HOUSTON – (Realty News Report) – Demand for land is high. Acreage is selling fast in the Houston area and prices are skyrocketing.
Some 17,000 acres of land have sold in the Houston area since Covid hit last year. Another 19,000 acres of large suburban tracts are under contract and are expected to close by the end of the year, said land broker Kirk Laguarta of the Land Advisors Organization.
A Feeding Frenzy
“What we are seeing is the great land rush,” Laguarta told an audience of 200 developers, home builders and investors at a forecast presentation last week at a packed hotel ballroom at Westin Memorial City. “We’ve never seen anything this hot. It’s running white hot. It’s a feeding frenzy.”
Residential developers and home builders are trying to re-load on lot supply after home buying escalated to record levels in Houston and around the country. With mortgage rates falling below 3 percent, home buyers came out in droves. Builders were unable to keep up with demand and some quit putting to-be-built houses under contract because of rising costs of building materials and their fear of alienating customers by making them wait too long for houses to be completed. Labor, lumber and lot shortages slowed down building, too.
Land Prices Double (Or More) Over Last Year
Land prices have been rising sharply, more than double over the last year in many cases, said Laguarta, who said one major deal has hit $9 per square foot – an unheard of acreage price in outer suburbia.
Residential developers are moving father into the suburbs, which is becoming acceptable to homeowners who don’t have to commute into the office every day because of work-from-home policies.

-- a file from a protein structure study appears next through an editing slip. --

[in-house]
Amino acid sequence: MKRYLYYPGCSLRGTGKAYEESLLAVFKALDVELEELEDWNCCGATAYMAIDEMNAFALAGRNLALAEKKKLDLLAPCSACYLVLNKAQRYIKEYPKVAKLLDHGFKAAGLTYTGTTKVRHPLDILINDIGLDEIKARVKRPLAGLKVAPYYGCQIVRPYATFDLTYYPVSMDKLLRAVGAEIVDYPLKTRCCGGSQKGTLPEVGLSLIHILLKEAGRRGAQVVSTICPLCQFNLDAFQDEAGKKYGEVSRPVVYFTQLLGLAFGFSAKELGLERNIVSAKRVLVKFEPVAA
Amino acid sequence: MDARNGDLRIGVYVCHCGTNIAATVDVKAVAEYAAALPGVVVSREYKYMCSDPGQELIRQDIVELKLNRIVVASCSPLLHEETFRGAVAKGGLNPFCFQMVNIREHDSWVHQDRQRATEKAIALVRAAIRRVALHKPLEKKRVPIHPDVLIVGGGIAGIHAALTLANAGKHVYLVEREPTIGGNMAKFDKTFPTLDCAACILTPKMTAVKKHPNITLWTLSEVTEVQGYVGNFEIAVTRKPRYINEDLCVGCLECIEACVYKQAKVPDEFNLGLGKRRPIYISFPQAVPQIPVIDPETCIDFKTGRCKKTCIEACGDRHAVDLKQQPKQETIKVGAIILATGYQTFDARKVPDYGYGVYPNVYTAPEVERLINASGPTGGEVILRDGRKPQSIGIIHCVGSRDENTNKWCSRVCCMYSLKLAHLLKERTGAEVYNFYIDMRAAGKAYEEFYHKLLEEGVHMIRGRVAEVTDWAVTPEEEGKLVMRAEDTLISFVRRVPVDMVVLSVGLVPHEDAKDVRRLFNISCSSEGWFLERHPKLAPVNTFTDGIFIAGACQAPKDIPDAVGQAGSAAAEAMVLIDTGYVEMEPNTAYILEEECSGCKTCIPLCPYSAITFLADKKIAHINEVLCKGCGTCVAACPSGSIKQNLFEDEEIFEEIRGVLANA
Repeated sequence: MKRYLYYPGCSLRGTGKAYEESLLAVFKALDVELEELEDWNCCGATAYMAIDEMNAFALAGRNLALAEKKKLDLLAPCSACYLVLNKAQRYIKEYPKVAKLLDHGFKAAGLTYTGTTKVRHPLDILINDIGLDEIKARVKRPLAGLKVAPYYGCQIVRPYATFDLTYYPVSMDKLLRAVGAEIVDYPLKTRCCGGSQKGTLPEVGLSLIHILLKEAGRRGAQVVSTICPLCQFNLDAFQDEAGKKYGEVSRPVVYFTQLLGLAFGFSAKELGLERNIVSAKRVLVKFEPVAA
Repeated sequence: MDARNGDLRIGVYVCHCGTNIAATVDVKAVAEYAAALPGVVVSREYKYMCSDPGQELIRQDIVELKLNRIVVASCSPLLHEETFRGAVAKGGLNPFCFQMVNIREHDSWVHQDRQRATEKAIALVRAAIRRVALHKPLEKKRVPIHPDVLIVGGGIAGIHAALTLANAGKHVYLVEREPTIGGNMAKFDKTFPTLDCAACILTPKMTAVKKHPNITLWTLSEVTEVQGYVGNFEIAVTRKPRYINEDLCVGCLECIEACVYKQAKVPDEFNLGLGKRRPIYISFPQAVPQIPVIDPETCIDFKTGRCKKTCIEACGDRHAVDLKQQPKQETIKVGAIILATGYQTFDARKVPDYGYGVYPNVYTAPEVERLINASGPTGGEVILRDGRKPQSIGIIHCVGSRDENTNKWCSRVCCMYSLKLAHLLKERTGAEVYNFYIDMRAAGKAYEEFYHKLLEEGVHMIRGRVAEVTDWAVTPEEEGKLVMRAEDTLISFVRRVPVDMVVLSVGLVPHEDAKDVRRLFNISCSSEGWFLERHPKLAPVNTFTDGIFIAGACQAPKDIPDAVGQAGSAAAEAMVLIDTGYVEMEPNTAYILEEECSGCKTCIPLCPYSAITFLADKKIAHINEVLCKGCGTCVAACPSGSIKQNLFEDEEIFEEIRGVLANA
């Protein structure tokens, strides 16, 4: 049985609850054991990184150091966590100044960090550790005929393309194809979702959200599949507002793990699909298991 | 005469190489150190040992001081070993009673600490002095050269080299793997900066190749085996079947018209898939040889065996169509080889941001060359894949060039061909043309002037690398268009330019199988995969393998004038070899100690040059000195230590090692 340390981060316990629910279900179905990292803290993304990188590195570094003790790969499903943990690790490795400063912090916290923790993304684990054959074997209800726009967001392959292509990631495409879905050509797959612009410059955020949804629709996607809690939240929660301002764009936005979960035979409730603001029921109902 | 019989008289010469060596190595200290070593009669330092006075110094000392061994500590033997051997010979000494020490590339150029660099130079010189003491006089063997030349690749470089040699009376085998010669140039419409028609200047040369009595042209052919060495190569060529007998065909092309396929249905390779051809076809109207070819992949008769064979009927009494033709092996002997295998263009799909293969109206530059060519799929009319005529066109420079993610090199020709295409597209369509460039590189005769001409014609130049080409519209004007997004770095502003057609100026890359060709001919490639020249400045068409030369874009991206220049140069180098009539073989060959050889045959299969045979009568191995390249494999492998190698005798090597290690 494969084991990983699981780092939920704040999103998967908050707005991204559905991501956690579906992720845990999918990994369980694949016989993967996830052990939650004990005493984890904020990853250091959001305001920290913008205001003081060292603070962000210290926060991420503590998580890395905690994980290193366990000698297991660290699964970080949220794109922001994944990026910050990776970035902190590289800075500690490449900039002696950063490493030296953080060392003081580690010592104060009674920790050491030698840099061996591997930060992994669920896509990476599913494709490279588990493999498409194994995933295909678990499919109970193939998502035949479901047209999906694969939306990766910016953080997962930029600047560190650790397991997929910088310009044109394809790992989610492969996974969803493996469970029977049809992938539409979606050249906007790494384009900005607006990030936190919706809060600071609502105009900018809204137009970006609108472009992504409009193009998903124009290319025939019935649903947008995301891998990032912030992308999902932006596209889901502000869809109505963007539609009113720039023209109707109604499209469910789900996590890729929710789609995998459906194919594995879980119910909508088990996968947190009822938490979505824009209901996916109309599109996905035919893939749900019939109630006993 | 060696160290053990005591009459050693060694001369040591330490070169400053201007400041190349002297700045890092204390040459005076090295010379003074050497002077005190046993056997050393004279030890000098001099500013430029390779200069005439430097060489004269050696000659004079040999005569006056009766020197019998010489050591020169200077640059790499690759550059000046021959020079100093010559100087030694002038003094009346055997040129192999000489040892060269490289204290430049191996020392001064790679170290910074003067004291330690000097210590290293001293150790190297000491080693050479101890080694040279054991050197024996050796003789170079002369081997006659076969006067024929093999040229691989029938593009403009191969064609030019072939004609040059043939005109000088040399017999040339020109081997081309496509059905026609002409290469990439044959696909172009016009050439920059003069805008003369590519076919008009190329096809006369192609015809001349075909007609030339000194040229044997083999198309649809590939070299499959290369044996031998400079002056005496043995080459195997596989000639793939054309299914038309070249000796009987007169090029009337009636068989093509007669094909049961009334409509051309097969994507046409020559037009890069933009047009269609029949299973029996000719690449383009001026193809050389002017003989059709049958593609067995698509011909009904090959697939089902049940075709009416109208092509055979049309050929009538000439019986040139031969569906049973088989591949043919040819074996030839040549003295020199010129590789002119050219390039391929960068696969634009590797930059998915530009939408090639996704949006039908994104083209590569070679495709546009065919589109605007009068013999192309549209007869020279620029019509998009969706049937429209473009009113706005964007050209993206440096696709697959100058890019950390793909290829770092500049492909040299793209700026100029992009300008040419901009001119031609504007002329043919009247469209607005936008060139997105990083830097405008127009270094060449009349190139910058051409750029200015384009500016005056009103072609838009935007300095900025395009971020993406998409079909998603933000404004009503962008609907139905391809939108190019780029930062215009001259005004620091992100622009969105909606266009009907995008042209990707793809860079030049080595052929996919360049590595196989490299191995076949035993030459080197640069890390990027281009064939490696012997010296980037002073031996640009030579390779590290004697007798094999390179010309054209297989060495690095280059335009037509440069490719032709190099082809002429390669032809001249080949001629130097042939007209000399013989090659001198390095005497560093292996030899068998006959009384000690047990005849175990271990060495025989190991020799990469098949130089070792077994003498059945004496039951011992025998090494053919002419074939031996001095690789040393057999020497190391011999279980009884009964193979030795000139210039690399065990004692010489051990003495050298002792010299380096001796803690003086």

The home building surge is not going to vanish anytime soon. The Zonda group is projecting Houston will have 39,500 to 41,500 single-family home starts in 2021, followed by 35,000 to 40,000 starts in 2022. That’s enough to keep Houston alongside Dallas as the top two home building markets in the nation – with a large lead over other cities.
And demand for new apartments is skyrocketing, as well.
The Great Texas Land Rush – Competing for Tracts
Today, residential development is having to compete with commercial developers for sites, said Duane Heckmann of Land Advisors.
With e-commerce accelerating, industrial developers are seeking large suburban tracts for warehouses and distribution facilities. And with a plan to build large-scale 1 million-SF warehouses that generate high income, the industrial developers can pay bigger acquisition prices than residential developers, Heckmann said.
“They can pay five times what you can pay,” Heckmann told the audience.
Oct. 4, 2021 Realty News Report Copyright 2021
For more about Texas real estate, check out the book Houston 2020: America’s Boom Town – An Extreme Close Up by Ralph Bivins. Available on Amazon http://tiny.cc/4a2g6y
Houston 2020 Ebook version https://tinyurl.com/4xm7z8b5
Photo: Kirk Laguarta (left) and Duane Heckmann of the Land Advisors Organization speak at a land forecast event at the Westin Memorial City hotel on Sept. 30, 2021.
Photo credit: By Ralph Bivins, Realty News Report Copyright 2021
File: Great Texas Land Rush. Land Advisors Organization. Kirk Laguarta. Duane Heckmann